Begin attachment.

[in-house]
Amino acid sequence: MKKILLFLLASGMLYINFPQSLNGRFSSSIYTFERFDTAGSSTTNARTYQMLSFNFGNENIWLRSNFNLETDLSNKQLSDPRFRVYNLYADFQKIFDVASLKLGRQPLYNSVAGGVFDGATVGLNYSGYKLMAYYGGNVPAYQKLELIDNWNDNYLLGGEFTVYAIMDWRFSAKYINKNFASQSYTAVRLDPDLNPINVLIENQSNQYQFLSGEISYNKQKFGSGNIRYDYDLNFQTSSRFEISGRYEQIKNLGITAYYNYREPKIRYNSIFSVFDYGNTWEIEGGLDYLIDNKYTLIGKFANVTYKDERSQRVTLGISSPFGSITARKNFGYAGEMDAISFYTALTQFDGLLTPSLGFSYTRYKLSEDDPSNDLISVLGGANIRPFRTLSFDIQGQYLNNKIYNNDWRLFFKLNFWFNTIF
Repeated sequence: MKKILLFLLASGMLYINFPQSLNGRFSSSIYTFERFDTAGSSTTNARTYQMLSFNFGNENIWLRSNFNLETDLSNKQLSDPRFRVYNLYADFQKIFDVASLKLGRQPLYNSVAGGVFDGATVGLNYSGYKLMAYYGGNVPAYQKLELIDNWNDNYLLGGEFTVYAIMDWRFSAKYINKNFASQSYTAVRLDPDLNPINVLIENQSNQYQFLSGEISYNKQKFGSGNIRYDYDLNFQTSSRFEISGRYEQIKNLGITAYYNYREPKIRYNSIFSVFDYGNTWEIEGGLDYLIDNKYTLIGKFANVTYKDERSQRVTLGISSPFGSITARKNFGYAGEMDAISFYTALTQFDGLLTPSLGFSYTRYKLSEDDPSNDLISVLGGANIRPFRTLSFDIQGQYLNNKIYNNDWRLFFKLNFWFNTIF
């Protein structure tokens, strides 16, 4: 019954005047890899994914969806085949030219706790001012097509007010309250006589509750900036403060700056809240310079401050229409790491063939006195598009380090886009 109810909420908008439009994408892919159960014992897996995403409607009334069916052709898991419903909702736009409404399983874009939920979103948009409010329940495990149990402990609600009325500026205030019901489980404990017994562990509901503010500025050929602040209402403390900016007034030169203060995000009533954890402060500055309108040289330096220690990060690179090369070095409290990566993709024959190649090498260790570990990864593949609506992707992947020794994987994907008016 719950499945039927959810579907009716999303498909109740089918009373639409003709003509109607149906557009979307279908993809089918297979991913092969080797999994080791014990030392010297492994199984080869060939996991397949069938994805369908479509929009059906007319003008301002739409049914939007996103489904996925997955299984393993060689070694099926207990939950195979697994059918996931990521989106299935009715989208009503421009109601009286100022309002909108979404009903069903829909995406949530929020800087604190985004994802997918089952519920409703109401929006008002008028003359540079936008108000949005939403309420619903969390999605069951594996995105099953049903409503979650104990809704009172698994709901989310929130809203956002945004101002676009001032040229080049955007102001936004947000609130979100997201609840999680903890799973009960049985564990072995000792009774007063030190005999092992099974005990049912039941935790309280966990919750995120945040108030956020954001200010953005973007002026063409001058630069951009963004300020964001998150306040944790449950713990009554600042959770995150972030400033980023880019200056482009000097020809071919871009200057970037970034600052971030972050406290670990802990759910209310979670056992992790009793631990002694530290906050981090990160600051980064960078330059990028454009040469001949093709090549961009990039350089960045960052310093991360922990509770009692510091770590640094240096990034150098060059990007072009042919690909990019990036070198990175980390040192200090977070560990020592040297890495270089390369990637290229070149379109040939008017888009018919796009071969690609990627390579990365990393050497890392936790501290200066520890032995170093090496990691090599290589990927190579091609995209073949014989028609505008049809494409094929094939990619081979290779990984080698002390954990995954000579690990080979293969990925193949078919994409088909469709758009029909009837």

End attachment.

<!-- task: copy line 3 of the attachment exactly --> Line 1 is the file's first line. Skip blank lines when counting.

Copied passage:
Repeated sequence: MKKILLFLLASGMLYINFPQSLNGRFSSSIYTFERFDTAGSSTTNARTYQMLSFNFGNENIWLRSNFNLETDLSNKQLSDPRFRVYNLYADFQKIFDVASLKLGRQPLYNSVAGGVFDGATVGLNYSGYKLMAYYGGNVPAYQKLELIDNWNDNYLLGGEFTVYAIMDWRFSAKYINKNFASQSYTAVRLDPDLNPINVLIENQSNQYQFLSGEISYNKQKFGSGNIRYDYDLNFQTSSRFEISGRYEQIKNLGITAYYNYREPKIRYNSIFSVFDYGNTWEIEGGLDYLIDNKYTLIGKFANVTYKDERSQRVTLGISSPFGSITARKNFGYAGEMDAISFYTALTQFDGLLTPSLGFSYTRYKLSEDDPSNDLISVLGGANIRPFRTLSFDIQGQYLNNKIYNNDWRLFFKLNFWFNTIF